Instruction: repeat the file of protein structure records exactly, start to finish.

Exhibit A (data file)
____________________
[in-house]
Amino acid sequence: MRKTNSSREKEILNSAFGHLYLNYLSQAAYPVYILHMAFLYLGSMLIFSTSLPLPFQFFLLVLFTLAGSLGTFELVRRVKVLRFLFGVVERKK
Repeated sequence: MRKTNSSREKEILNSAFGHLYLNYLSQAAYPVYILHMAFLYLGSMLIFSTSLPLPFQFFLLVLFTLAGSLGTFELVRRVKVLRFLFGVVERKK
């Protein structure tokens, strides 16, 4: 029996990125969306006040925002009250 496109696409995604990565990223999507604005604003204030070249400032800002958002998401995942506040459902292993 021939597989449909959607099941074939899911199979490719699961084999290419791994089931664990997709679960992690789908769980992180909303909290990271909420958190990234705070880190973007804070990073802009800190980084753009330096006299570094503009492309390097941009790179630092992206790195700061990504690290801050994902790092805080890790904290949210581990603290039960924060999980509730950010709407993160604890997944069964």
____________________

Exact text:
[in-house]
Amino acid sequence: MRKTNSSREKEILNSAFGHLYLNYLSQAAYPVYILHMAFLYLGSMLIFSTSLPLPFQFFLLVLFTLAGSLGTFELVRRVKVLRFLFGVVERKK
Repeated sequence: MRKTNSSREKEILNSAFGHLYLNYLSQAAYPVYILHMAFLYLGSMLIFSTSLPLPFQFFLLVLFTLAGSLGTFELVRRVKVLRFLFGVVERKK
């Protein structure tokens, strides 16, 4: 029996990125969306006040925002009250 496109696409995604990565990223999507604005604003204030070249400032800002958002998401995942506040459902292993 021939597989449909959607099941074939899911199979490719699961084999290419791994089931664990997709679960992690789908769980992180909303909290990271909420958190990234705070880190973007804070990073802009800190980084753009330096006299570094503009492309390097941009790179630092992206790195700061990504690290801050994902790092805080890790904290949210581990603290039960924060999980509730950010709407993160604890997944069964």